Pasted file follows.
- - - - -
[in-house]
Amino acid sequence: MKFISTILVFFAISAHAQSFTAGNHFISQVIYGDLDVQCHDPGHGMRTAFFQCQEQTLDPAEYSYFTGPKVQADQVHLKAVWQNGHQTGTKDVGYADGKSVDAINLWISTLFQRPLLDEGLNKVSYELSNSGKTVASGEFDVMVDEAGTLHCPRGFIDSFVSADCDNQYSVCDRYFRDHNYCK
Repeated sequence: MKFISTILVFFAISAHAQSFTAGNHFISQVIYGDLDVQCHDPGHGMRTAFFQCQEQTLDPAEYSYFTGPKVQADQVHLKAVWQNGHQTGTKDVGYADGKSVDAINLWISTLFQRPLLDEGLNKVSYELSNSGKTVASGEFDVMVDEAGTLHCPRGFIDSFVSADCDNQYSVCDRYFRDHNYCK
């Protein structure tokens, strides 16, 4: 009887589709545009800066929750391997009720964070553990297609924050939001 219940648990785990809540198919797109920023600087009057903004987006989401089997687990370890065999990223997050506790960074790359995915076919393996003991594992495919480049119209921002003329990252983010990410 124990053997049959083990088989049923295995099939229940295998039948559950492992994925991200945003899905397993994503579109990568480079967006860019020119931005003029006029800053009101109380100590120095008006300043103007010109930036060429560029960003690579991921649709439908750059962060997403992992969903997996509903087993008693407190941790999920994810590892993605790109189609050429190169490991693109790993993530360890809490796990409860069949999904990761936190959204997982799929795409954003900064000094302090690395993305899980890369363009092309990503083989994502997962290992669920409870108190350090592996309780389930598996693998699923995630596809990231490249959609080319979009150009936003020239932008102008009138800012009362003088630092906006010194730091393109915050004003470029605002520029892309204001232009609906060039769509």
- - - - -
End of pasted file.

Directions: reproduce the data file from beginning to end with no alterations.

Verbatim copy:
[in-house]
Amino acid sequence: MKFISTILVFFAISAHAQSFTAGNHFISQVIYGDLDVQCHDPGHGMRTAFFQCQEQTLDPAEYSYFTGPKVQADQVHLKAVWQNGHQTGTKDVGYADGKSVDAINLWISTLFQRPLLDEGLNKVSYELSNSGKTVASGEFDVMVDEAGTLHCPRGFIDSFVSADCDNQYSVCDRYFRDHNYCK
Repeated sequence: MKFISTILVFFAISAHAQSFTAGNHFISQVIYGDLDVQCHDPGHGMRTAFFQCQEQTLDPAEYSYFTGPKVQADQVHLKAVWQNGHQTGTKDVGYADGKSVDAINLWISTLFQRPLLDEGLNKVSYELSNSGKTVASGEFDVMVDEAGTLHCPRGFIDSFVSADCDNQYSVCDRYFRDHNYCK
């Protein structure tokens, strides 16, 4: 009887589709545009800066929750391997009720964070553990297609924050939001 219940648990785990809540198919797109920023600087009057903004987006989401089997687990370890065999990223997050506790960074790359995915076919393996003991594992495919480049119209921002003329990252983010990410 124990053997049959083990088989049923295995099939229940295998039948559950492992994925991200945003899905397993994503579109990568480079967006860019020119931005003029006029800053009101109380100590120095008006300043103007010109930036060429560029960003690579991921649709439908750059962060997403992992969903997996509903087993008693407190941790999920994810590892993605790109189609050429190169490991693109790993993530360890809490796990409860069949999904990761936190959204997982799929795409954003900064000094302090690395993305899980890369363009092309990503083989994502997962290992669920409870108190350090592996309780389930598996693998699923995630596809990231490249959609080319979009150009936003020239932008102008009138800012009362003088630092906006010194730091393109915050004003470029605002520029892309204001232009609906060039769509």